30 Apr

Add to FacebookAdd to DiggAdd to Del.icio.usAdd to StumbleuponAdd to RedditAdd to BlinklistAdd to TwitterAdd to TechnoratiAdd to Yahoo BuzzAdd to Newsvine

WARNING: Some of this advice should be completely disregarded. What worked for me may not work for you. I taught English on the fly for 6 months at 6 different schools, teaching Vietnamese students ages 4-64. This is what I learned.

You stand before a silent / screaming / staring room of English students and you have no idea what to do. It is at this critical moment that you must assert your sheer Teacherness and take control of the room. No matter what you decide to do, YOU ARE THE TEACHER, the boss, Bruce-Fucking-Springsteen. After all, just listen to your perfect English. Need to buy time? Go around the room and have your students announce their favorite food. Or sing Happy Birthday. Or teach them a tongue twister, useless fact or clever idiom.

Your weakness will waft through the room like 4th of July short ribs. This must not happen. A weak teacher is a teacher who cannot hush a chattering room and a weak teacher cannot coax a shy student into speech.

Make things easy on yourself, if you are an art student, use famous paintings to teach your students adjectives. If you are a TV junkie, bring episodes of your favorite program to study speech patterns and dialog.

Since most of my teaching engagements involved little or no lesson plans ( and as a side note, only once in 6 months did any administrator set foot in my class while I was teaching. ) I was left to my own devices to fill several hours with activities. I played Led Zeppelin and Beethoven and we described how it made us feel. We drew comics on the whiteboard and discussed monster and super heros from various cultures.

I revolved my lessons around my strengths and the students loved it.

This is a tactic I used shamelessly with my youngest students. Some colored erasers, comic books, Oreos, lofty titles like Teachers Special Helper… incentive drives results in a room of 26 kindergarten aged squealing children.

In my class of youngsters everyday we watched animated movies in English for the last 30 minutes, but every day I threatened to take away the daily movie and eat all the Oreos myself.

Don’t feel guilty. This is just the way things work. think of yourself as a lobbyist for good classroom behavior.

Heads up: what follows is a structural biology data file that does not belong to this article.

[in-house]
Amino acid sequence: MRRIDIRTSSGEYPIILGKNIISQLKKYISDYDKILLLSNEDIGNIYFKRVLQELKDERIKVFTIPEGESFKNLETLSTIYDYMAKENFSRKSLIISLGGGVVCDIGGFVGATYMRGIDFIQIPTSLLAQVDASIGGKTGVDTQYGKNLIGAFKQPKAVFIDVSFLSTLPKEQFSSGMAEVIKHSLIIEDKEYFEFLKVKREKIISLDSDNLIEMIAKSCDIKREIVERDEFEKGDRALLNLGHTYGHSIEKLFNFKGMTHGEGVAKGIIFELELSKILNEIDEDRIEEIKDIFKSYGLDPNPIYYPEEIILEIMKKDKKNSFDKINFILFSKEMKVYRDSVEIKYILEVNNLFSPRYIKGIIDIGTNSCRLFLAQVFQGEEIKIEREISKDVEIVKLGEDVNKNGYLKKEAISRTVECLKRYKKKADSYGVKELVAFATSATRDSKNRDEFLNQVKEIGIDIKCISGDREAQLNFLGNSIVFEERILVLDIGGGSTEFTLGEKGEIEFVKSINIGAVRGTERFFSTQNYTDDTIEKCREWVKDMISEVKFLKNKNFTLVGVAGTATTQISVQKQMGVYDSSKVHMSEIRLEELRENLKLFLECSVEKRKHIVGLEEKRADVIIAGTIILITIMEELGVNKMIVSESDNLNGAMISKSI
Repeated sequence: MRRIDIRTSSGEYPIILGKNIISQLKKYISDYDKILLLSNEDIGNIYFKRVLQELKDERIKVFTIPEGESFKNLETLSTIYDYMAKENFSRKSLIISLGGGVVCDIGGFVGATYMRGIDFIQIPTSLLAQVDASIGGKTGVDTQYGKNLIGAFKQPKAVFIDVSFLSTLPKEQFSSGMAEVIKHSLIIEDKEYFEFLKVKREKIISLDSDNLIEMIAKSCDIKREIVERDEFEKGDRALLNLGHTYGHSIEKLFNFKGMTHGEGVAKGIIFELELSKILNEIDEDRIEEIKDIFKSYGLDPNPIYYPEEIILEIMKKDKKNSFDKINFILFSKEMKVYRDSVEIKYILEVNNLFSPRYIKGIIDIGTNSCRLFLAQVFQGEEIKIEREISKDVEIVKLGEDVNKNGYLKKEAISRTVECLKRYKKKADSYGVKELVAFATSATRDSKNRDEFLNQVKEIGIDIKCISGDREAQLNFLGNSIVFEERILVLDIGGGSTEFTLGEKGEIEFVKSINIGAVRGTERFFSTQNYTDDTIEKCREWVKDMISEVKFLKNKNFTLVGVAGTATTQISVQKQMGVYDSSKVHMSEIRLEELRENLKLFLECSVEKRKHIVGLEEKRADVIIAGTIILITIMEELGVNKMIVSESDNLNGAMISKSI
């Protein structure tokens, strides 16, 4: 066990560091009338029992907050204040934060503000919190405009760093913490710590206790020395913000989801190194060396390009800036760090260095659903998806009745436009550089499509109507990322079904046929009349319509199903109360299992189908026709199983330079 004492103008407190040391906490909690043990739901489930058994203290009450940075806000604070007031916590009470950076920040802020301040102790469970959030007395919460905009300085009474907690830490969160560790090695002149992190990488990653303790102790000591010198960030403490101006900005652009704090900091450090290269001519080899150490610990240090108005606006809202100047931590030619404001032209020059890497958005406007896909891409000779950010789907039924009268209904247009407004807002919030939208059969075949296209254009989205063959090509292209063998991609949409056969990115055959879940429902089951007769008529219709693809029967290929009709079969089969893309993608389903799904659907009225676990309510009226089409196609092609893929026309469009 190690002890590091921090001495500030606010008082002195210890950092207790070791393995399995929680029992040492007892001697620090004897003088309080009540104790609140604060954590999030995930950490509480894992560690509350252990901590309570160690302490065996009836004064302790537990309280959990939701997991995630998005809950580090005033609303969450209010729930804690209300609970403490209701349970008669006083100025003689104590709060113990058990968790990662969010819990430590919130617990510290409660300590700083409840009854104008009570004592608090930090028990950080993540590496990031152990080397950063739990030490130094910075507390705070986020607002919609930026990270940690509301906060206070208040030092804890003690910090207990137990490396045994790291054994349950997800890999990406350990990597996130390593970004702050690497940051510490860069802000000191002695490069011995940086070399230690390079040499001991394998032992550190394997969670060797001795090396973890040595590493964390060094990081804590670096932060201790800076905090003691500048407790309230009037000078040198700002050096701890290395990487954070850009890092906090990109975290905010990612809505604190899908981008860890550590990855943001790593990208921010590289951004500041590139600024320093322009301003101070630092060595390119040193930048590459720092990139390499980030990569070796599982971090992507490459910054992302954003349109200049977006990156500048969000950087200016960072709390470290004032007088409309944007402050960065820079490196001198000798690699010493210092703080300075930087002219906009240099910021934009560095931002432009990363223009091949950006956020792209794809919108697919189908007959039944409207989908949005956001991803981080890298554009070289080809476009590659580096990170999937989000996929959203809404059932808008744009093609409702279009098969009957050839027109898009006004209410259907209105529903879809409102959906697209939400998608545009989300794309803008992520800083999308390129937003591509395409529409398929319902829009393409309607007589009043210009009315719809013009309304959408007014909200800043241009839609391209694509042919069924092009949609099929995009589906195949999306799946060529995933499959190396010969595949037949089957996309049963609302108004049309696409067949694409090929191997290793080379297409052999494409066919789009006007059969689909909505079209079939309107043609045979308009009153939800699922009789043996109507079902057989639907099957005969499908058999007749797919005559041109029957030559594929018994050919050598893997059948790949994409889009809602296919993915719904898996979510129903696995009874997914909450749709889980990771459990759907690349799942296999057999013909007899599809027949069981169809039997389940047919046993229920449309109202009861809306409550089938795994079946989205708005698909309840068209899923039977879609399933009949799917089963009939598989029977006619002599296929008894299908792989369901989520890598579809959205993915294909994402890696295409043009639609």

Again, a tactic for younger students, the Machiavellian technique for pitting your students against one another for your favor and extra rations of Oreos works splendidly. This means you must shower praise on one or two students that speak up and mind the P’s and Q’s. This also means you must punish, deride, heckle or shun the loudmouth who won’t stay in their seat.

Getting the favored students to police the rambunctious students helps level the playing field for a bewildered new English teacher.

For the love of god, have fun. You are doing something that many wish they could, immersed in a culture that you (hopefully) love and are excited to engage with. So loosen up. A few awkward moments or one bad day teaching English overseas is better than an average day in your hometown and don’t you forget it.

Coming soon: The Rules of Teaching English pt 2 & How to Teach English with no Tesol and no Clue



  1. Abbie April 30, 2010 at 3:30 am #

    I dunno, I’m a teacher in the U.S. and used some of those strategies to teach in Cambodia. I think you’re on to something!

    • joshywashington April 30, 2010 at 4:24 am #

      Ya know, i had a blast teaching in Saigon but the learning curve was pretty steep for someone with no formal training. Actually I account my days doing theater as the best training for teaching overseas, the ability to be on stage and make a fool of yourself at times.

      What age group do you teach?

Leave a Reply

Fill in your details below or click an icon to log in: Logo

You are commenting using your account. Log Out /  Change )

Google+ photo

You are commenting using your Google+ account. Log Out /  Change )

Twitter picture

You are commenting using your Twitter account. Log Out /  Change )

Facebook photo

You are commenting using your Facebook account. Log Out /  Change )

Connecting to %s

%d bloggers like this: